Firefighting Back-to-Basics: Standpipe Tool Kits, Part 2

Additional equipment that can be added

Last month we started to explore what makes up a standpipe or high-rise tool kit. There were some other tools or pieces of equipment that can be added to the kit that we did not discuss last time and we’ll consider this month.

Standpipe gear back

In photo 1, you will see a different type of standpipe kit bag being used as opposed to the one pictured last month. There is no standard bag that needs to be used for the kit, but it needs to be practical and useful for the intended purpose. The bag pictured in photo 1 is a smaller type of bag that will accommodate the required tools and equipment needed for standpipe operations. Using a bag that is too long and too large will only hinder the firefighter who is trying to carry it up flights of stairs or into a large box building. Having a smaller bag will be ergonomically efficient for the operation.

Additional equipment that can be added

In photo 2, we can see some of the other equipment that can be added to the standpipe kit. Starting at the right, we can see the 45-degree elbow. This piece of equipment is useful for the transition from the standpipe outlet to the hose system. It allows the hose to come off the standpipe outlet at an angle that will prevent kinking. It also allows for extra room to work on the standpipe connection by extending the threads of the connection further out from the standpipe cabinet so that the rest of the components can be easily added on and operated.

Depending on the department’s operations, two of these elbows can be added into the kit – one that goes on the immediate connection from the standpipe outlet and the second one that goes on after the gate and pressure valve. Some departments will have one 45-degree and one 90-degree elbow for exactly this purpose.  If this is the case, the elbow with the drain valve needs to go on at the end. The advantage of the drain valve is that it allows for draining/depressurizing of the hoseline when needed at the end of the operation.

The next piece of equipment is the 2 ½-inch gate valve. This piece of equipment works in conjunction with the pressure gauge pictured next to it. Even though the standpipe connection is a gate valve or some version of it, it cannot be relied upon to be fully functional for our intended purpose. Once the standpipe connection has been fully opened, it needs to stay opened and not be used to “gate” the standpipe pressure as needed. The added gate valve that we put on can be used to “gate” the standpipe pressure. This may be needed when dealing with fire pumps and pressure-reducing valves that may be improperly set. If the outlet pressure needs to be reduced, it is easier to use the gate valve to accomplish this at the point closer to the hoseline as opposed to at the pump panel on the truck outside.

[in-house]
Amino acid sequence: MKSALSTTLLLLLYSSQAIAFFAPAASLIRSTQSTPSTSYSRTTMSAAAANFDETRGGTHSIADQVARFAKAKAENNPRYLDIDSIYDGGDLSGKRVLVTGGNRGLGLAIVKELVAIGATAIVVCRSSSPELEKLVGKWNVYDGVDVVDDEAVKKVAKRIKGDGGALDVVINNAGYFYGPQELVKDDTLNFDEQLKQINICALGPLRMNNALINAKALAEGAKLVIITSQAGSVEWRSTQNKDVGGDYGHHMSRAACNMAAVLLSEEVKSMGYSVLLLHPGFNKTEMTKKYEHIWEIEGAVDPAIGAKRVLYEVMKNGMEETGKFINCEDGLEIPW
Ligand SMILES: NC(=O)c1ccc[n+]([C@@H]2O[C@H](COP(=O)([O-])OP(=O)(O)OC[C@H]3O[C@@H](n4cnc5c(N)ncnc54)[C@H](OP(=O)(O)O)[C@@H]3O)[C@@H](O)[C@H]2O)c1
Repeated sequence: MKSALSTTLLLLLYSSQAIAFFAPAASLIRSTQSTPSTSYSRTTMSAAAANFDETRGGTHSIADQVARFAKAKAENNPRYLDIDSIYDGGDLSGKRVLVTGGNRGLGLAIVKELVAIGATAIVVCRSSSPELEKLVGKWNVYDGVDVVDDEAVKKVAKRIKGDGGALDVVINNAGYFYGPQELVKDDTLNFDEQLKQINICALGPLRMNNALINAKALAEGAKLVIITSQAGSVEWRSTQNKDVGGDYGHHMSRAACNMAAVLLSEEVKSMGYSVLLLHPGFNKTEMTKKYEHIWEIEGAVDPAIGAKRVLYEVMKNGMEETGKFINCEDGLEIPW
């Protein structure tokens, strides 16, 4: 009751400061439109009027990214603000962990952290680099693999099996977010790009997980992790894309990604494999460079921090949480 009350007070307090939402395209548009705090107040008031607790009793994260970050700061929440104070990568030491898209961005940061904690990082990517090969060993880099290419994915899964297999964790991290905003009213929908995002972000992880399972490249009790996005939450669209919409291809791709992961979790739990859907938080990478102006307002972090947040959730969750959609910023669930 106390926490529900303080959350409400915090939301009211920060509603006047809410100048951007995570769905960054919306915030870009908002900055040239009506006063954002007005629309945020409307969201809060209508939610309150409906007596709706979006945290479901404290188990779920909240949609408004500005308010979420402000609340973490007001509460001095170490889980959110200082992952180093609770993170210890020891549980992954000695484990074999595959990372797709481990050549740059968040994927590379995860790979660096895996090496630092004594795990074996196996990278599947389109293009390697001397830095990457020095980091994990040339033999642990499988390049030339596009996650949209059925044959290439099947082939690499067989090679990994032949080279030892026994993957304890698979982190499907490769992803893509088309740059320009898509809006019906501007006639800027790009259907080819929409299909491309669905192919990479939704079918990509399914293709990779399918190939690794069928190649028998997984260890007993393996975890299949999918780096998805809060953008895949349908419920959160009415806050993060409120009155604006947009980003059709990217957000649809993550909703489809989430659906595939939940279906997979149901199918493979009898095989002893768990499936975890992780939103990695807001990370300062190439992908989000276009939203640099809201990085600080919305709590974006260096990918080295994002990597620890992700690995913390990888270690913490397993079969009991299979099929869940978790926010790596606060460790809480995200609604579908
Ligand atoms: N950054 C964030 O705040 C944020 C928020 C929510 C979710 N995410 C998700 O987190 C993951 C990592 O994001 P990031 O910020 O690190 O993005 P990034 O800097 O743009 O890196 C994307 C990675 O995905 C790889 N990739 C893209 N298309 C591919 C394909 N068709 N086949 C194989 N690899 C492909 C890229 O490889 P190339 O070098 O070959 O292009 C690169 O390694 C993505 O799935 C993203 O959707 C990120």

Another reason is that if the standpipe connection gate valve is rusty, corroded, and old, there is a good chance that when operated, it may malfunction. Once opened, it may stay opened and not be able to close. The added 2 ½-inch gate valve will allow you to shut down the standpipe so that you can disconnect the hose.

Pressure gauge connected to gate valve

As pictured in photo 2 and 3, the pressure gauge is connected to the 2 ½-inch gate valve. As mentioned, these two items work in tandem with each other. It allows the firefighter staged at the standpipe to monitor the outlet pressure for the hoseline. If the pressure is not adequate, the firefighter can either open up the gate valve more or call down to the pump operator to increase the standpipe pressure. If the pressure is too high, the firefighter can gate down the pressure so that it is at the correct number that it needs to be based upon the length of hose and type of nozzle being used.

Some fire departments will use a marking system of whiteout or a black sharpie marker to mark on the glass of the pressure gauge the range of pressure that the outlet needs to be working at. Putting on these little “marks” allows the firefighter to see quickly where the pressure needs to be.

The last item that is pictured in photo 2 is a spare nozzle and tips. There are a few reasons for the adding in this to the kit. The main reason is that if the primary nozzle fails during the operation, the spare nozzle can be easily added on to replace the malfunction nozzle. Another reason is for the backup hoseline. If a second hoseline is needed, there will be a nozzle to use – hose can be brought up to the staging area and the nozzle can be added. Hopefully if there is another hoseline being added, that team will also bring with them their own standpipe kit, which should contain a hoseline with a nozzle.

Having a spare tip of two is also beneficial for the standpipe tool kit. Depending on the departments’ flow requirements, they can have a 1 1/8- or a 1 3/16-inch size tip or a fixed-flow combination tip. If the nozzle of the hoseline is a ball vale as pictured, then the tips can be changed easily without shutting down the line – a bigger or smaller smooth-bore tip can be changed out or a fixed-flow combination tip can be added.

With all the options and equipment that is available, your fire department will need to examine and determine which tools, equipment, type of bag, and number of pieces need to be added to make up the most effective standpipe tool kit. Choose wisely.

Mark van der Feyst

Mark van der Feyst has been in the fire service since 1999 and is a full-time firefighter in Ontario, Canada. He is an international instructor teaching in Canada, the United States, and India, and at FDIC. Van der Feyst is a local level suppression instructor for the Pennsylvania State Fire Academy. He is also the lead author of Residential Fire Rescue (Fire Engineering Books & Video).


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